Tuesday, February 21, 2017

3 Reasons A Big Tax Refund Is NOT Your Friend

So April 15th is nearing and you've been diligently collecting your W2's, 1099's, K-1's and all other tax-related documents. You sent them off to your accountant or did the return on your own at home and are now anticipating that big refund check. Then it finally comes and not only is it what you were hoping for, it was even more than you anticipated! Great right? Wrong! Many people believe getting a large refund on their taxes is the best when actually quite the opposite is true.

So why is a large tax refund a bad thing?

    It's A Tax Free Loan To Uncle Sam
You establish how much money you would like to withhold on your paycheck each year and people often withhold far more than necessary to ensure that they will not owe money come tax time. All that you're doing by withholding more money than you actually need to is allowing the government to use your money all year in the form of an interest-free loan. If you elected to withhold a smaller percentage from your paychecks you'd have more money to spend each month and less would be held by the government.  Think of it like this, if you are paying down credit card or student loan debts throughout the year you would have the ability to pay off more of those high interest loans sooner instead of lending the government your hard earned money for free. This is why it is imperative for you to discuss proper withholding and/or estimated payments with your tax advisor.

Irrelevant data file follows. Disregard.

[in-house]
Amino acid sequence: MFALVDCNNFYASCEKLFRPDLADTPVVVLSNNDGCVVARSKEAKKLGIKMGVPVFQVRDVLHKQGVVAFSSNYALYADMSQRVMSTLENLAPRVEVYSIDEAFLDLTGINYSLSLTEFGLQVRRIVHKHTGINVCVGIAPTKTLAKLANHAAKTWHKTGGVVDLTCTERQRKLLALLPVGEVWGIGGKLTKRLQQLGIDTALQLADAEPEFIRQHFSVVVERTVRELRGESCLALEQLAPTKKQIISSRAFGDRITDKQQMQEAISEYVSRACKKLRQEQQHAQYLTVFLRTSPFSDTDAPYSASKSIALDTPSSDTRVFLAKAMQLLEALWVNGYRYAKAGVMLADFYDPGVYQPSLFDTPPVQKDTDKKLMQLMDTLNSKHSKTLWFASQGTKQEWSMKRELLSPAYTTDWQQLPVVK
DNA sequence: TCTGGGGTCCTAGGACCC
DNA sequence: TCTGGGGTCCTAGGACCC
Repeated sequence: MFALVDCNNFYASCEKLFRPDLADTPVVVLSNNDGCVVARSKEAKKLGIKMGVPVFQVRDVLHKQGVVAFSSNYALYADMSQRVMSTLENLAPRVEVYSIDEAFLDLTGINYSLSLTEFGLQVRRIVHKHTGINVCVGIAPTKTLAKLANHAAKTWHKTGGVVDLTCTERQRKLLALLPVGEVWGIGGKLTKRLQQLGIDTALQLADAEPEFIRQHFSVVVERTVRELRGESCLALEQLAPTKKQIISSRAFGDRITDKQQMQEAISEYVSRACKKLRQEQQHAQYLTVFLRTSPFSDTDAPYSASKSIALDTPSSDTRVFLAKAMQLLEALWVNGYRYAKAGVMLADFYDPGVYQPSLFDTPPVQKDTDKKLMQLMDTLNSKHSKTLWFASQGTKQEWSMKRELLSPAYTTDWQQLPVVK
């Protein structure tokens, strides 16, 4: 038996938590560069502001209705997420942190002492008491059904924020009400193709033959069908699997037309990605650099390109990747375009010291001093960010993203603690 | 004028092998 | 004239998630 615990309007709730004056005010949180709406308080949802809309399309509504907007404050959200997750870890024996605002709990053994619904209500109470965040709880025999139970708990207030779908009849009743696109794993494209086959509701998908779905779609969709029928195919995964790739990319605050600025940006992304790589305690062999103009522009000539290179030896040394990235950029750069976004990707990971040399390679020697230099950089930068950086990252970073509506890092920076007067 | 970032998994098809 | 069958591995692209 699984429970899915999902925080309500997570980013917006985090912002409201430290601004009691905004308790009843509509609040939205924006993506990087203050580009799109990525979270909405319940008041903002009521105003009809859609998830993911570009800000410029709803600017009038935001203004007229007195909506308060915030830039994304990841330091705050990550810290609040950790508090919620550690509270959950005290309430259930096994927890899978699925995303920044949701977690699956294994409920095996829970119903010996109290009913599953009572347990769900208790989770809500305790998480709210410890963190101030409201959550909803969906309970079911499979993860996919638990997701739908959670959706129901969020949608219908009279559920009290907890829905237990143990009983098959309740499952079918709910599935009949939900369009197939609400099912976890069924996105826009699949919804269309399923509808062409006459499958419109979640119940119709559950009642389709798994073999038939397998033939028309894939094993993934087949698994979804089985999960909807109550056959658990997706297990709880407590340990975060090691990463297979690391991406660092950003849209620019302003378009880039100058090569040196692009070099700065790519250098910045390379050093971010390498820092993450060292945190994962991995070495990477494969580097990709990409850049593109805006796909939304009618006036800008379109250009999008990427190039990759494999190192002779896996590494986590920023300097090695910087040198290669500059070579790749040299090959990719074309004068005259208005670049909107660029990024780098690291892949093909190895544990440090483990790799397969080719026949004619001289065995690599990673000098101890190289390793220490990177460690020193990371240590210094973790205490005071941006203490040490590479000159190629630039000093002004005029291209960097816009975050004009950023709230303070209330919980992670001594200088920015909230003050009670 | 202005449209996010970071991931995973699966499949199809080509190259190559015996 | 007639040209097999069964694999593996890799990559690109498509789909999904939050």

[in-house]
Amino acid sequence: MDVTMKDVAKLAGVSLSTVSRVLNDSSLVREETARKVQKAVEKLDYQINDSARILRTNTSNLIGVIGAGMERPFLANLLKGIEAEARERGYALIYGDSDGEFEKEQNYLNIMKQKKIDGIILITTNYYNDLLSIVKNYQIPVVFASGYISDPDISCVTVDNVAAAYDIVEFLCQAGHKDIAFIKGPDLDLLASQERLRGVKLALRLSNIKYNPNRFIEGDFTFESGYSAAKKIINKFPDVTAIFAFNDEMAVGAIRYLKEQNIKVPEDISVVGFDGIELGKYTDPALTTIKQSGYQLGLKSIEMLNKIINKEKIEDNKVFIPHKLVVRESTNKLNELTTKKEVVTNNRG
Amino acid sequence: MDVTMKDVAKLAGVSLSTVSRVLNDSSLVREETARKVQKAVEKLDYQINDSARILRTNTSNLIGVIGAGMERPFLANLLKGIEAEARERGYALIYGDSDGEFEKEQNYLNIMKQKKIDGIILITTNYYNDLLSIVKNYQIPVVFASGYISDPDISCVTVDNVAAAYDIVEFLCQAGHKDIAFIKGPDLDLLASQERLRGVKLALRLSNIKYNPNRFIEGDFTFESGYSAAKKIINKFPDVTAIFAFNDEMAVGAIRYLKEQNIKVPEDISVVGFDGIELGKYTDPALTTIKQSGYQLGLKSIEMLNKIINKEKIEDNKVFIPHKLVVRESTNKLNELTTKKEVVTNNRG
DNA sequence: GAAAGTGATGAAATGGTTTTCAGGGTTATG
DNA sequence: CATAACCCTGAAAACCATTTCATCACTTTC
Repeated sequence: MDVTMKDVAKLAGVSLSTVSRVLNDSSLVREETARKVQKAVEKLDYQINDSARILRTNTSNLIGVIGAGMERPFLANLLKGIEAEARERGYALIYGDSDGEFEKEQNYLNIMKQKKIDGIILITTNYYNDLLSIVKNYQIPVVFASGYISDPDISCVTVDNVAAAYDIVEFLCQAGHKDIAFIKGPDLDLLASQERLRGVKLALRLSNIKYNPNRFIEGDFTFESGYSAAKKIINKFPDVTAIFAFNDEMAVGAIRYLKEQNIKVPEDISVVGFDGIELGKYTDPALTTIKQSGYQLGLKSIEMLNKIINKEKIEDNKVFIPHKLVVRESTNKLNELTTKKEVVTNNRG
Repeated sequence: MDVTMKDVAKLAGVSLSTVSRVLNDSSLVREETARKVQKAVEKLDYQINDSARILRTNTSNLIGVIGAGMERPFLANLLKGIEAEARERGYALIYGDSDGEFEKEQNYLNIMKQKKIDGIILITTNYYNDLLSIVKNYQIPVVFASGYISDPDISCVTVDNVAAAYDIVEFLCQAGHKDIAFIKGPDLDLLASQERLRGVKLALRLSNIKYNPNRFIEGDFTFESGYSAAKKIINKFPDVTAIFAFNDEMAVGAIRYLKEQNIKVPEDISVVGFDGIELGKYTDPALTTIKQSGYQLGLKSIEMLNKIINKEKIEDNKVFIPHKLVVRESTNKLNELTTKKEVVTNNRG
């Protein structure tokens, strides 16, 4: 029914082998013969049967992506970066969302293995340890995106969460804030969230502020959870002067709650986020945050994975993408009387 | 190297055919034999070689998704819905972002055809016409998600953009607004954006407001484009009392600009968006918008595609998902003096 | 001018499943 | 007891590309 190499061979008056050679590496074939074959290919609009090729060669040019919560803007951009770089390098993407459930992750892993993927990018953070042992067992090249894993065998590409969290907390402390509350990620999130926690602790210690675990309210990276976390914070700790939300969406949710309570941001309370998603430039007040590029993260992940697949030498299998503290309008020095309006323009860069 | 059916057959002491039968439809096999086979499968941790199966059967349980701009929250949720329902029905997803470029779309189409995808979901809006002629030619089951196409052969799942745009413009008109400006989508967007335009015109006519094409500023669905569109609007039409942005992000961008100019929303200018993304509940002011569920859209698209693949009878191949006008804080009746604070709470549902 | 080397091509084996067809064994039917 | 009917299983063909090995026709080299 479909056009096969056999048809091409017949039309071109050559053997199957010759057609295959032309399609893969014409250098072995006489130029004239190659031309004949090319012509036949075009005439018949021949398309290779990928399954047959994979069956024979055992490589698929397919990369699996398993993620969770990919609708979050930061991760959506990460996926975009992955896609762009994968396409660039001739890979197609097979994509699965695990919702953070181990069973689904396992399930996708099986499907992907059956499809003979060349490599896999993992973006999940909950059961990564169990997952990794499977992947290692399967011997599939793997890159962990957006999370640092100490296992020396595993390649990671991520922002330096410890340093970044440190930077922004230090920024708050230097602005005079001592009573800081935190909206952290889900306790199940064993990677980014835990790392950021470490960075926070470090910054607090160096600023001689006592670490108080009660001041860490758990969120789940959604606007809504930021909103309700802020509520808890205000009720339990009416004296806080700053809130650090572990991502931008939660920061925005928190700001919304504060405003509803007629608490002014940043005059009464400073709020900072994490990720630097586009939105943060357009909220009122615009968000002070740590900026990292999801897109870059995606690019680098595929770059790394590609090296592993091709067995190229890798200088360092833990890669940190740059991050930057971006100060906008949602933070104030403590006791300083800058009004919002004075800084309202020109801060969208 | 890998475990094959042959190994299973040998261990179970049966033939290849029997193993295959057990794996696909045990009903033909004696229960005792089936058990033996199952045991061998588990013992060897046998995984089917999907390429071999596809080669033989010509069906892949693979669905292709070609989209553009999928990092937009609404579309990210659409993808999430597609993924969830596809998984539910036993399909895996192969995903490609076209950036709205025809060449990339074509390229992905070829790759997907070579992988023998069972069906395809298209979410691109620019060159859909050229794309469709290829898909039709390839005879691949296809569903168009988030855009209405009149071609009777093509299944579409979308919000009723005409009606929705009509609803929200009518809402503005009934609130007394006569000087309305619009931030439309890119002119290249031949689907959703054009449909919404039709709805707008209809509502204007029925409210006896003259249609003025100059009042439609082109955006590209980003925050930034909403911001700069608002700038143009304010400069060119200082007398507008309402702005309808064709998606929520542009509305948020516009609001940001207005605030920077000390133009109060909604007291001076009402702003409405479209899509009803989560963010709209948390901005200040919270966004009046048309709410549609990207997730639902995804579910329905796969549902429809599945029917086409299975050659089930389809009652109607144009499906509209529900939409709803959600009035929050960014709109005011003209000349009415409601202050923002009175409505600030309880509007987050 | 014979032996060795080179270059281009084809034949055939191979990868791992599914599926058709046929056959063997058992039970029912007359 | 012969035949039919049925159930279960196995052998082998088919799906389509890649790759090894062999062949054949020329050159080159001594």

Inflation / Purchasing Power Risk
Inflation can be explained with a simple phrase, a dollar today is going to worth less than a dollar one year from now. In other words, if you bought something for $1000 today, in theory, it will cost you $1,011.80 to purchase that same item one year from now. So when that big refund check finally does come your money has less purchasing power now than it would've had in the previous year. The Bureau of Labor Statistics has a great inflation calculator that you can try for yourself here: BLS Purchasing Power


    The Urge to Overspend
More often than not when someone gets a large tax refund they can't help themselves and end up spending most, if not all of it all on something they really don't need. If your withholdings are adjusted properly each year you'll receive a modest return if you get anything back at all. For example, if your return amounted to say, $2400. You would've had an additional $200 a month throughout the year to pay off student loan debt, credit card bills, a car loan, your mortgage, so on and so forth. Instead however, you get your tax refund of $2400 at one time and instead of using all of it to pay down various debt obligations you succumb to the urge to spend it frivolously.

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